Ford rolled out the boxy-looking Flex large crossover SUV at a time when square cars were all the rage (the equally boxy Kia Soul and Nissan Cube premiered in the same model year).
Some buyers hated the Flex instantly, but the model continues to have its proponents even though Ford redesigned the Explorer (its traditional-looking large crossover) in 2011.
Wiesenfelder thinks the Flex endures because its boxy design offers more interior room than regular SUVs. "I think people who buy the Flex like how practical and roomy it is and don't primarily think about styling."
If you're flexible enough to go for a Flex, 2014 models start at $29,910.
Fourth-most-polarizing car: Toyota Prius (2001-present)
Eco-friendly drivers have made the fuel-efficient Prius the bestselling hybrid in America, but the model also has detractors who see it as the poster child for a leftist, tofu-and-granola lifestyle that they hate.
South Park even devoted an entire 2006 episode to slamming a car that looked suspiciously like the Prius for reducing America's smog problem but increasing "smug" -- the smugness that some hybrid owners display toward those with less-efficient rides.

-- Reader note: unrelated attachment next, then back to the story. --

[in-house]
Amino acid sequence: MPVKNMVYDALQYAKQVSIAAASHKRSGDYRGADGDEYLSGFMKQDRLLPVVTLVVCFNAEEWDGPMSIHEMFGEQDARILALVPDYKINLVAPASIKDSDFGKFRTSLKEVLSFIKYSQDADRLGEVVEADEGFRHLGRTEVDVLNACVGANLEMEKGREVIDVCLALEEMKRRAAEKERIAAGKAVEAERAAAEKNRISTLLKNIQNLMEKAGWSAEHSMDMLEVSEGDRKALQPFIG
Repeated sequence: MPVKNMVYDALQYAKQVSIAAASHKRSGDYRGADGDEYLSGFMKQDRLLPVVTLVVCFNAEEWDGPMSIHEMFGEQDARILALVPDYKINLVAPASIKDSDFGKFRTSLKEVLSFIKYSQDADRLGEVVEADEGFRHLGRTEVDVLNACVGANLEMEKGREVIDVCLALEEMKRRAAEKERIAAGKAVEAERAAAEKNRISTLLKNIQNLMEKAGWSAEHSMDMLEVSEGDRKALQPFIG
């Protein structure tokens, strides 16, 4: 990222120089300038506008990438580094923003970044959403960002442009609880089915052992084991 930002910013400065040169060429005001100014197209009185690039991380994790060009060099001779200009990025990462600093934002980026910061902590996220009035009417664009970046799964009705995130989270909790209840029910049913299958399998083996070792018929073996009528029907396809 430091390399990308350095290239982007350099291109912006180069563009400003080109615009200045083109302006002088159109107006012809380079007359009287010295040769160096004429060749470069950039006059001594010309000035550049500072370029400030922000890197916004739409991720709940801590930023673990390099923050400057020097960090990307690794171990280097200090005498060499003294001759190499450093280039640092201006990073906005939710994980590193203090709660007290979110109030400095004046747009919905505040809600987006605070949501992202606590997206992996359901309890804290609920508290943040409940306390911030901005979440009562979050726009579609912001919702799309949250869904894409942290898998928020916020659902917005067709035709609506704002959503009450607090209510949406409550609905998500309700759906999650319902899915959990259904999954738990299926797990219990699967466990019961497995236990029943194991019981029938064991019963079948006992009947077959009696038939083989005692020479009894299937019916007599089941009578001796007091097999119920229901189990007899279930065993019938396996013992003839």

"Prius drivers can be polarizing," Wiesenfelder says.
If you're a Prius proponent, the model's 2014 version starts at $25,010.
Third-most-polarizing car: Chrysler PT Cruiser (2001-10)
Critics and some car buyers fell in love with the PT Cruiser as soon as the retro model hit the market for 2001.
A cartoonish take on 1930s and '40s cars, the wagon won that year's prestigious North American Car of the Year award and other honors before eventually going on to sell more than 1 million units. General Motors even unveiled the similarly styled Chevrolet HHR in the 2006 model year.
But for every car buyer that loved the PT Cruiser, it seemed like someone else hated it. "Some people really liked the design and some people really didn't," Wiesenfelder says.
He says Chrysler and GM killed off the PT Cruiser and HHR once the "fad" they represented ran its course. "That's one of the risks of dramatically styled vehicles," Wiesenfelder says. "They don't always have staying power."
Second-most-polarizing car: The entire Hummer line (1992-2010)